Sitting atop the fuzziest peaks of the garage pantheon, The Sonics were one of the first to pioneer the scuzzed-out guitar sounds of ‘60s rock. The group’s raw rocking influence has since mutated into a host of genres.
With some of the most iconic groups from punk, post-punk, grunge and more recently neo-psych movements have tipped their hats to this garage powerhouse, we took the opportunity to catch up with The Sonics’ Rob Lind to talk about the continuation of the group’s underground sound.
HAPPY: You’ve played with some great Aussie bands. In 2012 you did a bunch of gigs with the Hoodoo Gurus and helping you out on this tour are Straight Arrows and Hits. Do you have a favourite Australian artist?
ROB: Aside from mega-monsters like AC/DC? Every once in a while there’s a band that will play with us that will stand out. Last time around we became really good friends with the Hoodoo Gurus. When we saw them we just looked at each and said: “these guys can play!” We liked them so much we asked Dave Faulkner if they had any songs they could give us for the new album and he said yeah.
So later we were in a Melbourne dressing room and midway through the Gurus’ set the door comes flying open. In comes Dave soaking wet. He says “we’re gonna do it live now if you want to hear it.” So we ran out and hid behind the drums and stage curtains while they did Be A Woman. Long story short it’s on the LP. If anyone in Australia talks to or sees Dave, tell him to come and visit us in the states.
HAPPY: Re-listening to some of the Sonics’ tracks I realised there’s this great saxophone solo on Have Love Will Travel. In more recent years brass instruments have tended to sit outside of the standard rock format, why do you think that is?
ROB: When you were in the North-West United States in the early 60s you couldn’t have a band without one! Before I started playing in bands I was a clarinet player. When I saw rock happening, I bought a cheap saxophone and that was it.
That’s why Have Love Will Travel has a sax part in it, you couldn’t play if you didn’t have one. Afterwards, sax just fell out of favour. Fortunately, with The Sonics I still have a job. Otherwise I’d be watching from home.
HAPPY: You released a new album, This is the Sonics last year. It was the first LP the group made together in over 40 years. How were you feeling after the release?
ROB: Real positive, it really came out well. The reason we started working on a new album was because we had gotten back together and didn’t want to feel like a “jukebox band.”
All our 60s records were self-produced, we had never had a producer. So it was exciting to get self-professed Sonics expert Jim Diamond to produce it. He knew all our songs and really wanted the fire and energy of those original albums. I think we got it. In the end, I’m really happy with it.
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HAPPY: So, while some of the original members are sitting out the tour, you’ve got former Kingsmen bassist Freddie Dennis and Link Wray drummer Dusty Watson. These are some pretty iconic ‘50s bands. When did you link up?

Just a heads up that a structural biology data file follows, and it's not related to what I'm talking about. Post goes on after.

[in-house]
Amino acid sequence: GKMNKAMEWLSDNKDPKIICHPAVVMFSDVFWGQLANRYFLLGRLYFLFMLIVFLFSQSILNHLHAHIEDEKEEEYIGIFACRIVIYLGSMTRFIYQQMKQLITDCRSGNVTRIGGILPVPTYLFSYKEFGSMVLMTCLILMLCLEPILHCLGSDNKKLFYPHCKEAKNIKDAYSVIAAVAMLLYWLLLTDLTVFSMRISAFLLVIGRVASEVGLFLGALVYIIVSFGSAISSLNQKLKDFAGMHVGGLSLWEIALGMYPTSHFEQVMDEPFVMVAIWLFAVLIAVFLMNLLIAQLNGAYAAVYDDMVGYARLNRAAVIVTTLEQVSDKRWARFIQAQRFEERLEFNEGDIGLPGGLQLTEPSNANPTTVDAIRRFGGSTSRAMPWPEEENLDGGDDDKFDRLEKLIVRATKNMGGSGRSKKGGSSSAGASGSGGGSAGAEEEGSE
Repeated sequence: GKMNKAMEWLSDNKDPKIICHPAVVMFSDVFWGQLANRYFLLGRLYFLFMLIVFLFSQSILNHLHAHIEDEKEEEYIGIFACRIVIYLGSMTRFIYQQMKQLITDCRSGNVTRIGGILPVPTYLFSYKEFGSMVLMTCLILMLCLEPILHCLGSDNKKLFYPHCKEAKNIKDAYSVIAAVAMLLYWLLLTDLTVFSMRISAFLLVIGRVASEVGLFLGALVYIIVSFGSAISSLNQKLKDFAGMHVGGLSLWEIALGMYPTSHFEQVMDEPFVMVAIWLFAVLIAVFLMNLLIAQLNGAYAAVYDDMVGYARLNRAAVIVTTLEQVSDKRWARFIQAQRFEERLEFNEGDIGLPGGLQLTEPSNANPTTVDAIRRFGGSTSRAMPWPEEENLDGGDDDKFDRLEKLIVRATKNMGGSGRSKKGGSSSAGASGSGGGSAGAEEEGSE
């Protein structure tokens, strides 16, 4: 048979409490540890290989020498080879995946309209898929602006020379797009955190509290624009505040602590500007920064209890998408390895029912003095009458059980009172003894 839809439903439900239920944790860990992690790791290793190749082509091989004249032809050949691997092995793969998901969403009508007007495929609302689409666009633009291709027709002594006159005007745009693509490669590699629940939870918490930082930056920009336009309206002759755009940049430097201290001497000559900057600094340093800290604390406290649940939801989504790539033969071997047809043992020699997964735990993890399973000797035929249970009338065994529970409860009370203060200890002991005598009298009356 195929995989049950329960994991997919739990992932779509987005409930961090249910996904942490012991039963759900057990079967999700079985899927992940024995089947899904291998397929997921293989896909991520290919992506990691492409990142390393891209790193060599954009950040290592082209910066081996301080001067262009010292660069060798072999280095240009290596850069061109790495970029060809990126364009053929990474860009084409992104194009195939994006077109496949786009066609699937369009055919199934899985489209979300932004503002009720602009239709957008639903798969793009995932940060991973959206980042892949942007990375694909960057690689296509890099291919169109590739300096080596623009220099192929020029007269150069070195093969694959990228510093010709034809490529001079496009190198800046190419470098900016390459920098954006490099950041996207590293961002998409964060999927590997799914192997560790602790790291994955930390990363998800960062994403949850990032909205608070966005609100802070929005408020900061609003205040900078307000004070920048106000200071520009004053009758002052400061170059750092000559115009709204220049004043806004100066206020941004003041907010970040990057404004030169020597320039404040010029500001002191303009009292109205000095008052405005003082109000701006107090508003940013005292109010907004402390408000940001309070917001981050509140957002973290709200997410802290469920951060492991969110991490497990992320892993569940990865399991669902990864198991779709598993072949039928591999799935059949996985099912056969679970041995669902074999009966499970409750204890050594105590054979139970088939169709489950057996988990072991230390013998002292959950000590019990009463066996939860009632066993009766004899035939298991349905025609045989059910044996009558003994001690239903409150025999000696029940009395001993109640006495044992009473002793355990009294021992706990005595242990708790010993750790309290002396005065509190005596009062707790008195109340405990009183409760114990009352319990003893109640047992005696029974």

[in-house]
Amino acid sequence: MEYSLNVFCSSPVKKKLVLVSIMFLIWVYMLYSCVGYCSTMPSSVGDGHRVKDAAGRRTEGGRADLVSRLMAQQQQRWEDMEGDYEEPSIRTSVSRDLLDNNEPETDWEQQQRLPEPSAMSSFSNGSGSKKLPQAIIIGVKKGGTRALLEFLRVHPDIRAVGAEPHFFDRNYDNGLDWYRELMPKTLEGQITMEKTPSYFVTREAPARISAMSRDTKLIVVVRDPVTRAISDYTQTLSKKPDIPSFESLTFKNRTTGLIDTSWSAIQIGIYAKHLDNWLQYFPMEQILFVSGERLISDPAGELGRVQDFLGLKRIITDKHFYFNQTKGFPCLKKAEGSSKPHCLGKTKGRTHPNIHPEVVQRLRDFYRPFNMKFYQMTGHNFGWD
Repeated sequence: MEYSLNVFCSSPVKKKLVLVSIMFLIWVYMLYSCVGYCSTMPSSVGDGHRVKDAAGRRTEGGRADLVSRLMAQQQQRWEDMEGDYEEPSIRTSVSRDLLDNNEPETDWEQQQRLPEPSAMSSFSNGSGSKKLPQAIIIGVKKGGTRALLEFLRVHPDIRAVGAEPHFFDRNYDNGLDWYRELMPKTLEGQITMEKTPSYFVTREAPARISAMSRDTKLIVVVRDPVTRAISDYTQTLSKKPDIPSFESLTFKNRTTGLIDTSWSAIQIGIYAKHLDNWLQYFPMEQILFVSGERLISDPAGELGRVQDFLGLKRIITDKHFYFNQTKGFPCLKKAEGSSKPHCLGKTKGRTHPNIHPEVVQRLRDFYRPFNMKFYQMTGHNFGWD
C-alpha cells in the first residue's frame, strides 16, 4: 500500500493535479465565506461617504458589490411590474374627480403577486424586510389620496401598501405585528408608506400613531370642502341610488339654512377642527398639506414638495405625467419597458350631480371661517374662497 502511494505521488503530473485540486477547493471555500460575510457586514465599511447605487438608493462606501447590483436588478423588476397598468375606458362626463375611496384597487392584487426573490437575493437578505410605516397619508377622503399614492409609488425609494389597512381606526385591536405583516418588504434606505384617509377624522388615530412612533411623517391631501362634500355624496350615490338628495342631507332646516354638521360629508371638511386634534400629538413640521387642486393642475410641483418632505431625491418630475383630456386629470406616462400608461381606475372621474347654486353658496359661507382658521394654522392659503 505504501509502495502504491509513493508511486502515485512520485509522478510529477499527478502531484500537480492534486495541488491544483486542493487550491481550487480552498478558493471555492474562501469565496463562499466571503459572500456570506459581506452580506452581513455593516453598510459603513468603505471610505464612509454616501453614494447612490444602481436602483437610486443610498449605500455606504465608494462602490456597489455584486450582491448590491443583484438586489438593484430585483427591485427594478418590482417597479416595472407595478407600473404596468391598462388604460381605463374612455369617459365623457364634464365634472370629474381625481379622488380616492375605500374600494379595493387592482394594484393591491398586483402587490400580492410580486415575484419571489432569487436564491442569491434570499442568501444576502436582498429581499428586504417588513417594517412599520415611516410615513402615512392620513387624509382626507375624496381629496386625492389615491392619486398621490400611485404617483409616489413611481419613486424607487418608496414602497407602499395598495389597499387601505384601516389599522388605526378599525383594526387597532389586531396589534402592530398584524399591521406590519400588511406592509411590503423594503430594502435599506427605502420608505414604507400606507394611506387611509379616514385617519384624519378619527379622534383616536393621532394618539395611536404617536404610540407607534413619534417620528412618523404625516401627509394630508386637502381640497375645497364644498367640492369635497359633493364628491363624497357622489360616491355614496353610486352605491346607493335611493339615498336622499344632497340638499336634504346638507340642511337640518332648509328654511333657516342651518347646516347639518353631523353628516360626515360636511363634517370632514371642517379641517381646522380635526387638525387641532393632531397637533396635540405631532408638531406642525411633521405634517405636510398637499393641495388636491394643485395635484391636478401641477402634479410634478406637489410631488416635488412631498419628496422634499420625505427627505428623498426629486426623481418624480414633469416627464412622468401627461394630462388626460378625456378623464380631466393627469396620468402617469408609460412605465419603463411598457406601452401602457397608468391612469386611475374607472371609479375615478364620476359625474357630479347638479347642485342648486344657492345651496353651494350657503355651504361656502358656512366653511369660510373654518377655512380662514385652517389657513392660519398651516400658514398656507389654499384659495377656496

ROB: Freddie would have been with us the longest, six to seven years. We had another drummer before Dusty, but one day we were closing a festival and walking around after I saw this band playing in a field.
I heard the drummer and just thought “WOW! This guy can play!” We met afterwards and he gave me his card. I put it in my sock draw and when we needed a new drummer I just gave him a call. He’s great, he also played with Dick Dale for over 30 years.
Everybody in this band has expertise. Jerry Parypa has retired live so Jake Cavelier, frontman of The Lords of Altamont fills in. Guitarist Evan Foster is from a group called Boss Martians. There are no beginners here! I can tell you this, it works really well!
HAPPY: I read in an earlier interview that The Sonics were initially in it to meet “cute girls” but the band quickly grew into being something much more than that. What’s in it for you in 2016? What appeals to you the most?
ROB: The most appealing thing, the thing that keeps us going is the appreciation we get. We see it when people who know the songs are singing along [to] every word. I’ve thought of it as being like a battery in that it’s circular. We put this power out and we get it back. It’s just great to have that interplay.
Another thing is that I’ve been playing music my whole life. You know what? It’s fun! Maybe the most fun you can have without being caught up with the police…
You can catch The Sonics in town when they play Yours and Owls festival 1-2 October alongside Antwon, The Jezabels, DMA’s and heaps heaps more! Tickets are almost sold out. Get them here.
They are also hitting up the following venues in September:
Friday 23rd September:
Adelaide, The Gov
+ Subject S + Juliette Seizure & the Tremor-Dolls.
Saturday 24th September:
Melbourne, Max Watts
+ Straight Arrows & Thee Wylde Oscars.
Tuesday 27th September:
Perth, Rosemount Hotel
+ Thee Loose Hounds.
Thursday 29th September:
Brisbane, The Triffid
Friday 30th September:
Sydney, Manning Bar
+ The Crusaders & The Pink Fits.